Pruning a Banana Plant

dreadnought_91604October 3, 2009

Hi all --

I live in Los Angeles in Zone 9. I have a 4 year old Dwarf Cavendish. Two stems (I realize that bananas grow from a rhizome or corm below ground, but I'll call them "stems" for ease) fruited for the first time. After one fruited, the stem fell over, about halfway down its length. The other will do the same. I understand that these should be cut down as low to the ground as possible as they won't bear fruit again, and presumably in nature they would fall over anyway.

Here's the question though: should I do that on the other non-fruiting stems at this time of year also? Does it help the tree weather the cold or allow it to muster its energy for the spring? Does it matter? Does the answer depend on whether you're trying to get the tree to produce fruit or only using it as an ornamental?

Thank all!

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If you want your plant to fruit you shouldnt cut it down especially in a climate where it doesnt die to the ground. If you live in an area where frosts kill it down you can protect it to keep it green so that way it continues to grow to maturity and fruit.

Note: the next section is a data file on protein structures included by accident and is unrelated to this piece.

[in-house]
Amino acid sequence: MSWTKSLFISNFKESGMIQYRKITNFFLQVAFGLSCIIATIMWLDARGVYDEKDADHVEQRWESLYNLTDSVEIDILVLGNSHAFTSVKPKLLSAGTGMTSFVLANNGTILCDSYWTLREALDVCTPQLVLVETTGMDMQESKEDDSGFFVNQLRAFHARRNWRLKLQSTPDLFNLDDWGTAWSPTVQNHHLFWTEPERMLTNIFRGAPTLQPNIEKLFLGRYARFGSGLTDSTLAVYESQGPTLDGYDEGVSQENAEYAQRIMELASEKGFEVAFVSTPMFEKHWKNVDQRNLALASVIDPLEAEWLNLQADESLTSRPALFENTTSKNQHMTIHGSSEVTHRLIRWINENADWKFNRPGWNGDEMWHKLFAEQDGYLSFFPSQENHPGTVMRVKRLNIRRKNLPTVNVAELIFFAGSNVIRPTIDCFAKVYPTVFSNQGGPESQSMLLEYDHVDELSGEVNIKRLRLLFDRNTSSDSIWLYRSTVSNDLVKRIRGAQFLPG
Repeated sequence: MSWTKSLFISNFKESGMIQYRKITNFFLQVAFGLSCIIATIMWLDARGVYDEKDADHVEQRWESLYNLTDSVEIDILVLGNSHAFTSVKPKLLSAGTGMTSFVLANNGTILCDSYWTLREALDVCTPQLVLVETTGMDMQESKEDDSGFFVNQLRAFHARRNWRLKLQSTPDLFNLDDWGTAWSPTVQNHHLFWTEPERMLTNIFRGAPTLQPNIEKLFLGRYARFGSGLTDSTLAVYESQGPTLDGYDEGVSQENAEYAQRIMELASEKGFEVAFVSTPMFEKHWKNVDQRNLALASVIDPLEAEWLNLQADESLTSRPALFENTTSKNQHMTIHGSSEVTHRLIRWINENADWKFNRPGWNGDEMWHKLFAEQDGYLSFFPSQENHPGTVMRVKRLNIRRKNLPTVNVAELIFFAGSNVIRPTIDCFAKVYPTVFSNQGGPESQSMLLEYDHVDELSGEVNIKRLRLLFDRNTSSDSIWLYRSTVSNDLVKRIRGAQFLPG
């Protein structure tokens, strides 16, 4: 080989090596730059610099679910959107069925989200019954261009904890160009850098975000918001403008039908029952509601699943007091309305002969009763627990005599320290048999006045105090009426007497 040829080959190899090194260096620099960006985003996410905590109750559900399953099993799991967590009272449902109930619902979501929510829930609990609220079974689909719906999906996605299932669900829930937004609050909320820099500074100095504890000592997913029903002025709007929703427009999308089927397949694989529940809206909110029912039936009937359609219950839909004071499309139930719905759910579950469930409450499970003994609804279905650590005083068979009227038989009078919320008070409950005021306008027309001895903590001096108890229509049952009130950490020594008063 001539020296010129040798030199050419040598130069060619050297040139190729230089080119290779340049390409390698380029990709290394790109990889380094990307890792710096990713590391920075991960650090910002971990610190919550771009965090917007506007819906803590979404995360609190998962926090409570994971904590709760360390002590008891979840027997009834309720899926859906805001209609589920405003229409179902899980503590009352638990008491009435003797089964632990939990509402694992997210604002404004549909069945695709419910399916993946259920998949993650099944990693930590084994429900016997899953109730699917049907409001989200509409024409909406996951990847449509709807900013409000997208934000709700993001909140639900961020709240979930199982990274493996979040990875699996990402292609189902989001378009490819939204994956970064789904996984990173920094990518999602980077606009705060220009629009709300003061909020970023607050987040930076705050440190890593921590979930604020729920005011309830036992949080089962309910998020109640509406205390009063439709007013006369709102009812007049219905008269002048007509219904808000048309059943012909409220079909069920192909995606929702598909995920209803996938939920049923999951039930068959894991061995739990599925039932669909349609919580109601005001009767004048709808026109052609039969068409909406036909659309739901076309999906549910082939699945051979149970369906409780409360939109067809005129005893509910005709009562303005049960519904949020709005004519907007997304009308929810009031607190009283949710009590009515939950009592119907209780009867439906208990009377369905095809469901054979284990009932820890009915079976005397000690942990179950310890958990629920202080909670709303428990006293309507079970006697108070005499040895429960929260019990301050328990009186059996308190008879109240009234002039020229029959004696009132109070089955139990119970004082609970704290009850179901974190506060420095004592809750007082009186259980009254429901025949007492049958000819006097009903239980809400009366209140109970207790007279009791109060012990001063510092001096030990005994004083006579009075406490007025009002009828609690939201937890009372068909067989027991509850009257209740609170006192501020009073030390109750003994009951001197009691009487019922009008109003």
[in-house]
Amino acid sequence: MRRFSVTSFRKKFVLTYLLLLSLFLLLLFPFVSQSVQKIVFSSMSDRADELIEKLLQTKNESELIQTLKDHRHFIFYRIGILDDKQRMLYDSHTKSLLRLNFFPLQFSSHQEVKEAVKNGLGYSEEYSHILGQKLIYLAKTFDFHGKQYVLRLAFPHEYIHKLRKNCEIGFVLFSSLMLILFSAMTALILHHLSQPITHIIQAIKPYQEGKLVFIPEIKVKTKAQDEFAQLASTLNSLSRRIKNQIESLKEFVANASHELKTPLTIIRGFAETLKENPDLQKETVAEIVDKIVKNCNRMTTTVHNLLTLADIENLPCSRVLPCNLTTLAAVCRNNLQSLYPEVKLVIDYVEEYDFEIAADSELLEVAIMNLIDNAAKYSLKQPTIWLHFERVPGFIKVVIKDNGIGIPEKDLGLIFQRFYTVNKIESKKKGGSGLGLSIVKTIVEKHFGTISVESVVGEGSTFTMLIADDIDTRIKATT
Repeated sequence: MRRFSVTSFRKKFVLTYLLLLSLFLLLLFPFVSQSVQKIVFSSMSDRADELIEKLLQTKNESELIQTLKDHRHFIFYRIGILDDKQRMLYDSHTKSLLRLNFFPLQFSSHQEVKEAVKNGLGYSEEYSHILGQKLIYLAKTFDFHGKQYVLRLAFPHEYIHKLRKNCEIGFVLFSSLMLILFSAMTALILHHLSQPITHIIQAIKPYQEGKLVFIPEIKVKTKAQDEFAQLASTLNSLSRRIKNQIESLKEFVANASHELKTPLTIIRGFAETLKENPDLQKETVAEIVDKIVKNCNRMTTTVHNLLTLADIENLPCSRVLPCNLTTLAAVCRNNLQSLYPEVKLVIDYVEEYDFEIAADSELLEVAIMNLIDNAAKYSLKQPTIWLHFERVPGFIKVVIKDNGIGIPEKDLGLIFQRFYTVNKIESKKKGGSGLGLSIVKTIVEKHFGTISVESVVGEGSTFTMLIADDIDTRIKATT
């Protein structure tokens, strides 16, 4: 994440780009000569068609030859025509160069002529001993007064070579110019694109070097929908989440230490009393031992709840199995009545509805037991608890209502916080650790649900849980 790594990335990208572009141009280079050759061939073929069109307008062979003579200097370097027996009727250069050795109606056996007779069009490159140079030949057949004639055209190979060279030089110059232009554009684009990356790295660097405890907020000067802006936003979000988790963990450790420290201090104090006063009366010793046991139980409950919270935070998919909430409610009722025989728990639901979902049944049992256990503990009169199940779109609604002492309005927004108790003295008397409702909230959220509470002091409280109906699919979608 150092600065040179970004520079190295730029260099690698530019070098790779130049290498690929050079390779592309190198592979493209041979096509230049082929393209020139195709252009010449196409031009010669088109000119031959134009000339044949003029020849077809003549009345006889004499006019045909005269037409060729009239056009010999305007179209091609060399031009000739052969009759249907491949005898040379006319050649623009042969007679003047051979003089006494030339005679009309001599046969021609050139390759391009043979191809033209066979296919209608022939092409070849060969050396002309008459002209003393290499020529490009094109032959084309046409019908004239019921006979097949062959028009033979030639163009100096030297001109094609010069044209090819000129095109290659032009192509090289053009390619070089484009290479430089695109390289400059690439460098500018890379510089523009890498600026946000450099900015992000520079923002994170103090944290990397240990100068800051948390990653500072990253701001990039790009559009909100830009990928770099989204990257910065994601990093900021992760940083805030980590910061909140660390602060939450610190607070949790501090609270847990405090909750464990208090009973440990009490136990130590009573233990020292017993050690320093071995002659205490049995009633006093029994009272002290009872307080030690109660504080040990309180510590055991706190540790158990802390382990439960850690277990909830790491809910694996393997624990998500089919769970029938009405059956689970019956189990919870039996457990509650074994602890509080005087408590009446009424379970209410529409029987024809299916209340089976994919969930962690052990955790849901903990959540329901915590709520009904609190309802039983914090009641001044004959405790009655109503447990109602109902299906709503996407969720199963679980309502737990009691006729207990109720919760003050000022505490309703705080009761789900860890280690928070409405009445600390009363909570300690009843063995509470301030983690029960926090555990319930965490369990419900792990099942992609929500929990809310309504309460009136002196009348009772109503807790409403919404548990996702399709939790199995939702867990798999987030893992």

You should cut all dead, or diseased plants (techincally a diseased palnt should be treated or diposed of). As you probably know an individual stalk that flowers will not grow anymore and die down eventually, so you can cut those off ad let the babies have mre room to grow.

Good luck

    Bookmark   October 5, 2009 at 8:39PM
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Thanks tropicalzone 7. That's very helpful. I'll just cut the stems that have fruited, and leave the rest. We have frost here, but in the past it's never killed the plant down to the ground, so I don't think I need to worry about that.

    Bookmark   October 6, 2009 at 4:51PM
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here's a weird question maybe tropicalzone7 could help... if your banana has fruited can you cut the stalk down low... and winterize it, would it come back or no. i wouldnt think i just didnt know if this would "tease" the banana. thanks for the help - Justin

    Bookmark   October 6, 2009 at 11:11PM
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